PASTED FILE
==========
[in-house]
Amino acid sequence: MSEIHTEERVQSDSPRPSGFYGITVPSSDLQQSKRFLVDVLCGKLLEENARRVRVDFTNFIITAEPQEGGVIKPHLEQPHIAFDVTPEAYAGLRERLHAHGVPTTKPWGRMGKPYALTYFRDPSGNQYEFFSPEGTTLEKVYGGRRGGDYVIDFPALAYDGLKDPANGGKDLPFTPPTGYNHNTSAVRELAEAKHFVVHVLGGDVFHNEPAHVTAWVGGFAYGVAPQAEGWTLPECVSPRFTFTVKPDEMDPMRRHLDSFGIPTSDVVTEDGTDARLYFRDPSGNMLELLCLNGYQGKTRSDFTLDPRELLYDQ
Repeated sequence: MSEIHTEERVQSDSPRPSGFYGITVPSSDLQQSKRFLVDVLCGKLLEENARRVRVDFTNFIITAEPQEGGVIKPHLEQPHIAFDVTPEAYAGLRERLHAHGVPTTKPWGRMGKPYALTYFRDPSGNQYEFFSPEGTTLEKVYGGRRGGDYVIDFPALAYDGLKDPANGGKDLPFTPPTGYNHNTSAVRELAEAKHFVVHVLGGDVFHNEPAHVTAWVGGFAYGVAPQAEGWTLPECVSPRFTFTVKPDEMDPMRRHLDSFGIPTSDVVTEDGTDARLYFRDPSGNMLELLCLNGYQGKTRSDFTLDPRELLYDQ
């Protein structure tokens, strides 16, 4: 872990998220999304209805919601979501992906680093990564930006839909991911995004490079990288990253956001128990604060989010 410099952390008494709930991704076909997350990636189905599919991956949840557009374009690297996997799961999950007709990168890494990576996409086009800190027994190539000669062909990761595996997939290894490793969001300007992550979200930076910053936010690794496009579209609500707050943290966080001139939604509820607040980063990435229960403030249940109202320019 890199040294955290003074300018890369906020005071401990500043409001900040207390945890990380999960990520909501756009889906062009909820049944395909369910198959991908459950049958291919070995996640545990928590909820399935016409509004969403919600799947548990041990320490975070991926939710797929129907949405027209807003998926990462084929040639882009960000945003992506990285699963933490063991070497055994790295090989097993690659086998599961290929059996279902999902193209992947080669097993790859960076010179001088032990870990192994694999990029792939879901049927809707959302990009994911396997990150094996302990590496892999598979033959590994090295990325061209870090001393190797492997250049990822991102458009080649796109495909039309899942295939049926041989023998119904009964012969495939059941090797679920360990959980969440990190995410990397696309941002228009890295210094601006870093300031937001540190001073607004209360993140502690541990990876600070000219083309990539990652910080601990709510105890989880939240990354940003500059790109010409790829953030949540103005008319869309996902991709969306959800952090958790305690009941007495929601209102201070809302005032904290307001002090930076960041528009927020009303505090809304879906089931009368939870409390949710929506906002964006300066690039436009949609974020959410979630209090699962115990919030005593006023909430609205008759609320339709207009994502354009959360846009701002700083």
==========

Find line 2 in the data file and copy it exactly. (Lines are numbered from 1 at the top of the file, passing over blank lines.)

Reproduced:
Amino acid sequence: MSEIHTEERVQSDSPRPSGFYGITVPSSDLQQSKRFLVDVLCGKLLEENARRVRVDFTNFIITAEPQEGGVIKPHLEQPHIAFDVTPEAYAGLRERLHAHGVPTTKPWGRMGKPYALTYFRDPSGNQYEFFSPEGTTLEKVYGGRRGGDYVIDFPALAYDGLKDPANGGKDLPFTPPTGYNHNTSAVRELAEAKHFVVHVLGGDVFHNEPAHVTAWVGGFAYGVAPQAEGWTLPECVSPRFTFTVKPDEMDPMRRHLDSFGIPTSDVVTEDGTDARLYFRDPSGNMLELLCLNGYQGKTRSDFTLDPRELLYDQ